If only we knew what we are losing by being so lackadaisical about our vanishing literary potential! (Well, it's hardly surprising, seeing that we don't even care a damn about our land, our rivers and our streams - the source of our very life itself!)

I repeat to you in plain English that we, as a country, are the losers. And pathetic losers at that. For in failing to support a virile writing and publishing culture, we deny ourselves one of Nature's greatest blessings to us.

Woaaa look! - I was glancing through one of the few books to be published here, thanks to Fred Labi's DIGIBOOKS, when I came across a very unusual occurrence. What was it?

I read the words of a politician who was prepared to tell the world the truth about himself, even if it made him look bad!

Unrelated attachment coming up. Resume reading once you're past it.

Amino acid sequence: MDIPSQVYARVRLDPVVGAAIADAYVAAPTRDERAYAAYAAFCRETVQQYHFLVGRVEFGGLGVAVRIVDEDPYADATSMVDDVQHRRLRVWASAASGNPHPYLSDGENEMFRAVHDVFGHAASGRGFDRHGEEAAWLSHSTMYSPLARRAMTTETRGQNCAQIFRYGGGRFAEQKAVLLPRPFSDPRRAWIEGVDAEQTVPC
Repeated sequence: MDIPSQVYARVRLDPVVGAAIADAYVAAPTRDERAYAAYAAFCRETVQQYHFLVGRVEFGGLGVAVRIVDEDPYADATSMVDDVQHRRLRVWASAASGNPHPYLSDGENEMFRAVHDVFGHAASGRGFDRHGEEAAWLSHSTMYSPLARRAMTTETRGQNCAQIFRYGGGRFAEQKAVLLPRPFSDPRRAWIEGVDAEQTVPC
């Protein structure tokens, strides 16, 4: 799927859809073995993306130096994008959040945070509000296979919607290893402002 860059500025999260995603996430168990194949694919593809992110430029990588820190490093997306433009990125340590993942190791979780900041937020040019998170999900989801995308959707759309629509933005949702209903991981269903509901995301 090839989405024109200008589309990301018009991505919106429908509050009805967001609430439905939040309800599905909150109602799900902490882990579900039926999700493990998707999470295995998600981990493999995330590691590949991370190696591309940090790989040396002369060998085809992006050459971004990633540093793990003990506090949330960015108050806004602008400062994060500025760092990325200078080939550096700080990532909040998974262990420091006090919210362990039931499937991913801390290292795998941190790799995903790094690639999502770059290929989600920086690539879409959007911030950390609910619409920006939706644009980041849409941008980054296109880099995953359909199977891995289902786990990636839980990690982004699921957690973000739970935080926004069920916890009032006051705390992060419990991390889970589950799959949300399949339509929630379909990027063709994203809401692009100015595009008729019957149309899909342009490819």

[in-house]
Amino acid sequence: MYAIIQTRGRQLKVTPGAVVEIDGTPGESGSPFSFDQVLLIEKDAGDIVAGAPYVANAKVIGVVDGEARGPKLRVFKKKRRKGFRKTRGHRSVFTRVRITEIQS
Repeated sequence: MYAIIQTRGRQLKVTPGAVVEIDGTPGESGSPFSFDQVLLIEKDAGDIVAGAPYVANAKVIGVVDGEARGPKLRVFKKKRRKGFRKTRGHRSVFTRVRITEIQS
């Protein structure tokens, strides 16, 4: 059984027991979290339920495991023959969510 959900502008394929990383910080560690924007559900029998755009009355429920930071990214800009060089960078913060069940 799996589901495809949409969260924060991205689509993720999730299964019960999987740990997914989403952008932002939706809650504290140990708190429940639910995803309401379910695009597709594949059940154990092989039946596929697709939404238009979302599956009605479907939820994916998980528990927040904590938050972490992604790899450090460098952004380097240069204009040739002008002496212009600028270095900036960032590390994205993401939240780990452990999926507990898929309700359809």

A politician without egotism? A politician with a good sense of humour, who

could, moreover, tell jokes about himself, instead of only making fun of his opponents? Yes!

Believe me - such men do exist. Well, this one, for sure, is no more. His name was Akenten Appiah-Menka, and I wish, whilst he was alive, that I had cultivated a friendship with him.

Appiah-Menka wrote a first-rate autobiography before he passed, and in it, we learn so much that should make those of us with huge egos ashamed of ourselves. He tells us frankly about his very humble origins; especially, how he had to stow away in a boat to Europe before he could obtain the education that enabled him to qualify as a lawyer in England. Whilst studying, he worked part-time as a mortuary attendant ! Tell the truth now: would you tell us that if it was you?